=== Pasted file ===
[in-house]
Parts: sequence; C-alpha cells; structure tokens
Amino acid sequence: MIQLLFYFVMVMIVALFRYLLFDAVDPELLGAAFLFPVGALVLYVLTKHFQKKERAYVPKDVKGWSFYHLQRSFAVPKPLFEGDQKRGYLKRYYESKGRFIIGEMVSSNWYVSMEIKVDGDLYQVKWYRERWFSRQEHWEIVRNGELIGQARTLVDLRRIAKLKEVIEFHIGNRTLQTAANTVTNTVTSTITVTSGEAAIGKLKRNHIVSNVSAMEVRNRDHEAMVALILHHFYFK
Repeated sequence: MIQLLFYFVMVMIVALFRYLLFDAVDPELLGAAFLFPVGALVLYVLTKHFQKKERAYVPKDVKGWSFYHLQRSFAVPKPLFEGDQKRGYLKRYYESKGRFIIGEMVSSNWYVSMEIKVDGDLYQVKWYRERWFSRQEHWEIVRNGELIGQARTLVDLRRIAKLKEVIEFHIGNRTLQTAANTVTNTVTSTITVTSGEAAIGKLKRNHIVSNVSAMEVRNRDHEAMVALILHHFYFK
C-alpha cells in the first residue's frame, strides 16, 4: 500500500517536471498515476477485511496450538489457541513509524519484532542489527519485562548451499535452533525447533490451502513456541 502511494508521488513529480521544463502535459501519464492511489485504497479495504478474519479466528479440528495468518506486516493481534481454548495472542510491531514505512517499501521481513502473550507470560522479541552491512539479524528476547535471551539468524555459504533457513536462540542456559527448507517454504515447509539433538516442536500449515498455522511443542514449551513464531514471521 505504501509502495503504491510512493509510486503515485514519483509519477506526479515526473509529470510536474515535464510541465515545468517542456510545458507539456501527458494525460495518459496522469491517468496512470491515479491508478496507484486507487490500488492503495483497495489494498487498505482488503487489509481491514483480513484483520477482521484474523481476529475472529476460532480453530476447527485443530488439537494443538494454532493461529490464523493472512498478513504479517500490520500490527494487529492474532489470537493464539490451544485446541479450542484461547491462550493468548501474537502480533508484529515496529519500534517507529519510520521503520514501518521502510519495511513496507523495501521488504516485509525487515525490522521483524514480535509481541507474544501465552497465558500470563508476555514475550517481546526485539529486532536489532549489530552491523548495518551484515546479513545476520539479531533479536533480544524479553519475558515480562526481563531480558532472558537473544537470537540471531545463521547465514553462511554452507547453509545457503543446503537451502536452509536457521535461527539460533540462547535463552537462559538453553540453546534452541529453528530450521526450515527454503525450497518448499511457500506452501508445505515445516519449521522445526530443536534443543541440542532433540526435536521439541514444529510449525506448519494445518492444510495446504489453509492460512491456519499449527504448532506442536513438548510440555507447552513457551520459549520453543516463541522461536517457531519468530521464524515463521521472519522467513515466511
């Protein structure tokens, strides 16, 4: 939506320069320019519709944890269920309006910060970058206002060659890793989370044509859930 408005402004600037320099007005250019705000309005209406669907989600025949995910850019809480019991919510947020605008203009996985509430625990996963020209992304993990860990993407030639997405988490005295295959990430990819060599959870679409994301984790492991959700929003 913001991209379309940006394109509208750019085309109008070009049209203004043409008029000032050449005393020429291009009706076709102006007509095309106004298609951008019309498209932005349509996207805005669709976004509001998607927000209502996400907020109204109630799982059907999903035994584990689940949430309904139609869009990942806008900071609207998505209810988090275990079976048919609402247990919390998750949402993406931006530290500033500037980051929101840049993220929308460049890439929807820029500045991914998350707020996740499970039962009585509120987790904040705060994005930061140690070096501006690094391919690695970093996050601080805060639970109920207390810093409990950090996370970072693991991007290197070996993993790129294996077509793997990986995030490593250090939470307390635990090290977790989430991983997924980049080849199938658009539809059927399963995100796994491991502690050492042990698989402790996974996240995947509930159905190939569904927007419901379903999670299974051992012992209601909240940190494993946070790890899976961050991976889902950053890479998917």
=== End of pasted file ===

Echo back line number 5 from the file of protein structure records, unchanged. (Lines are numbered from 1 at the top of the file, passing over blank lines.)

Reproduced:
C-alpha cells in the first residue's frame, strides 16, 4: 500500500517536471498515476477485511496450538489457541513509524519484532542489527519485562548451499535452533525447533490451502513456541 502511494508521488513529480521544463502535459501519464492511489485504497479495504478474519479466528479440528495468518506486516493481534481454548495472542510491531514505512517499501521481513502473550507470560522479541552491512539479524528476547535471551539468524555459504533457513536462540542456559527448507517454504515447509539433538516442536500449515498455522511443542514449551513464531514471521 505504501509502495503504491510512493509510486503515485514519483509519477506526479515526473509529470510536474515535464510541465515545468517542456510545458507539456501527458494525460495518459496522469491517468496512470491515479491508478496507484486507487490500488492503495483497495489494498487498505482488503487489509481491514483480513484483520477482521484474523481476529475472529476460532480453530476447527485443530488439537494443538494454532493461529490464523493472512498478513504479517500490520500490527494487529492474532489470537493464539490451544485446541479450542484461547491462550493468548501474537502480533508484529515496529519500534517507529519510520521503520514501518521502510519495511513496507523495501521488504516485509525487515525490522521483524514480535509481541507474544501465552497465558500470563508476555514475550517481546526485539529486532536489532549489530552491523548495518551484515546479513545476520539479531533479536533480544524479553519475558515480562526481563531480558532472558537473544537470537540471531545463521547465514553462511554452507547453509545457503543446503537451502536452509536457521535461527539460533540462547535463552537462559538453553540453546534452541529453528530450521526450515527454503525450497518448499511457500506452501508445505515445516519449521522445526530443536534443543541440542532433540526435536521439541514444529510449525506448519494445518492444510495446504489453509492460512491456519499449527504448532506442536513438548510440555507447552513457551520459549520453543516463541522461536517457531519468530521464524515463521521472519522467513515466511